Inside Opinion

What's on the minds of Tacoma News Tribune editorial writers

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Tag: unemployment


Intolerable jobless rates for America’s youngest veterans

This editorial will appear in Monday’s print edition.

Barack Obama recently declared victory in Afghanistan – sort of – and announced plans to bring the last combat troops home in 2014. As the war winds down, our commitment to the troops who served shouldn’t wind down with it.

The unemployment rate among the country’s youngest veterans – the ones who volunteered after 9/11 – is intolerably high. The best current numbers, from 2011, were released in March by the U.S. Bureau of Labor Statistics.

Here are the low points:

• Last year, 12.1 percent of all “post-9/11” vets were out of work last year – nearly half again the country’s overall unemployment rate of roughly 8 percent.

• Among black post-9/11 vets, unemployment ran 14.3 percent. Among Hispanics, 17 percent.

• The numbers are far worse for male veterans under the age of 24. Their jobless rate was a staggering three out of every ten – 70 percent higher than their nonveteran peers.

• A total of 234,000 post-9/11 vets want jobs and can’t find them. This army of unemployed patriots is much larger than the forces the United States deployed in either Iraq or Afghanistan.
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Economy starting to show some real signs of life . . . maybe

This editorial will appear in Thursday’s print edition.

Quick, someone. Knock on wood.

While some signs seem to indicate that the nation really might be lumbering out of the Great Recession that economists say technically ended in June 2009, we’re holding our breath, crossing our fingers and, yes, knocking on wood. We won’t believe it until . . . well, we like to think that we’ll know recovery when we see it. And we sure don’t want to jinx it by proclaiming it a done deal.
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A Labor Day without enough labor to go around

This editorial will appear in Monday’s print edition.

Love and work, said Sigmund Freud, are the fundamental human needs. It’s tough to measure the amount of love in Washington, but the state’s unemployment rate has become a rolling disaster.

This Labor Day isn’t much of an occasion for more than 300,000 jobless Washingtonians; when every day’s a holiday, no day’s a holiday. There’s no turnaround in sight: The state jobless rate, which had been edging downward for months, recently ticked upward again, to 9.3 percent.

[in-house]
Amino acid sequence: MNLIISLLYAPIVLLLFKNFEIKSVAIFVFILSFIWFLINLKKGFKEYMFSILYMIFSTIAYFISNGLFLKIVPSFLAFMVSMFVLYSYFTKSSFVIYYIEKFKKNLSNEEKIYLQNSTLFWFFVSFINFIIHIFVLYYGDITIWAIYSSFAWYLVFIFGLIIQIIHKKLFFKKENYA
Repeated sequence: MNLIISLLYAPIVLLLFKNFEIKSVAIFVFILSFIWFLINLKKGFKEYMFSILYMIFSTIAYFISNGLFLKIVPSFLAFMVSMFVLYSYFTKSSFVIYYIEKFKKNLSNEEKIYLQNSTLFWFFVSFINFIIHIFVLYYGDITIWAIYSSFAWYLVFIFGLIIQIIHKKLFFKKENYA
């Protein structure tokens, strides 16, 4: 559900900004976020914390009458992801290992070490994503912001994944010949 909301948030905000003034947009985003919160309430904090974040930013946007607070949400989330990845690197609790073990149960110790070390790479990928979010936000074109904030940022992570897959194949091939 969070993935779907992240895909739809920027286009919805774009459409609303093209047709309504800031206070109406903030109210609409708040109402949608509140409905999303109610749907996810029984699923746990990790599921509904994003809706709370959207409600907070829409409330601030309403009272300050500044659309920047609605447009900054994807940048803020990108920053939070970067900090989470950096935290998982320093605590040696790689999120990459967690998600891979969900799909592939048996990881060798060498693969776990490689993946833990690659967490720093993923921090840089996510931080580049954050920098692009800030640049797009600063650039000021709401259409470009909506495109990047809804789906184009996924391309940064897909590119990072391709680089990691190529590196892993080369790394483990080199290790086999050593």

Nor does that statistic reflect the countless people who can’t find full-time jobs or have flat given up looking for work. And it conceals groups suffering unusual distress, such as out-of-work African Americans and military veterans who enlisted after the 9/11 attacks. Read more »


Economic crisis is a poor time for political pettiness

This editorial will appear in Sunday’s print edition.

Last week, U.S. Speaker of the House John Boehner and other Republican leaders devoted themselves to quarreling with the White House about the timing of a presidential address to Congress.

The monumental question: Wednesday? Or Thursday?

Closer to home, the Tacoma Education Association continued its campaign to exaggerate the size of the school district’s rainy day fund and grab as much of it as possible.

Some people apparently have more pressing concerns than the economic hurricane that may be bearing down on the nation, the state and local governments – including the Tacoma School District.

Given the darkening skies, politicians, unions, employers ought to be collaborating anxiously on plans to survive the next couple of years. Not perpetuating old disputes that strike most people as petty and self-serving. Read more »


Obama didn’t get mugged in deal with Republicans

This editorial will appear in tomorrow’s print edition.

There’s a lot more to Obama’s tax-cut deal with Republicans than you’d imagine from the Democratic hand-wringing over it.

Symbolically, it seemed a huge GOP victory, because many liberal Democrats had framed the whole argument in terms of giveaways to the wealthy and Republican callousness toward the unemployed. They wanted to decouple the tax cuts given to high-income Americans in 2001 and 2003 from the cuts given to households of lower income.

Democrats wanted to renew the latter while letting the former to expire on schedule at the end of December. This would make the tax code more progressive – a Democratic dream and a nightmare of many Republicans.

In the current economic distress – huge deficits combined with deep recession – the Democrats had the better side of the argument. Renewal of tax relief for the most affluent would be a missed opportunity for whittling down the immense gap between federal revenue and spending. Letting rates suddenly rise in January for less wealthy Americans – who pump most of their discretionary income into the economy – would have been disastrous.

But on Monday, Republicans held the line, and Obama abandoned his previous demands to squeeze more from the affluent. Many Democrats are gnashing their teeth and accusing their president of spinelessness.

But a closer look at the deal – the actual deal, not the symbolic one – tells a different story.
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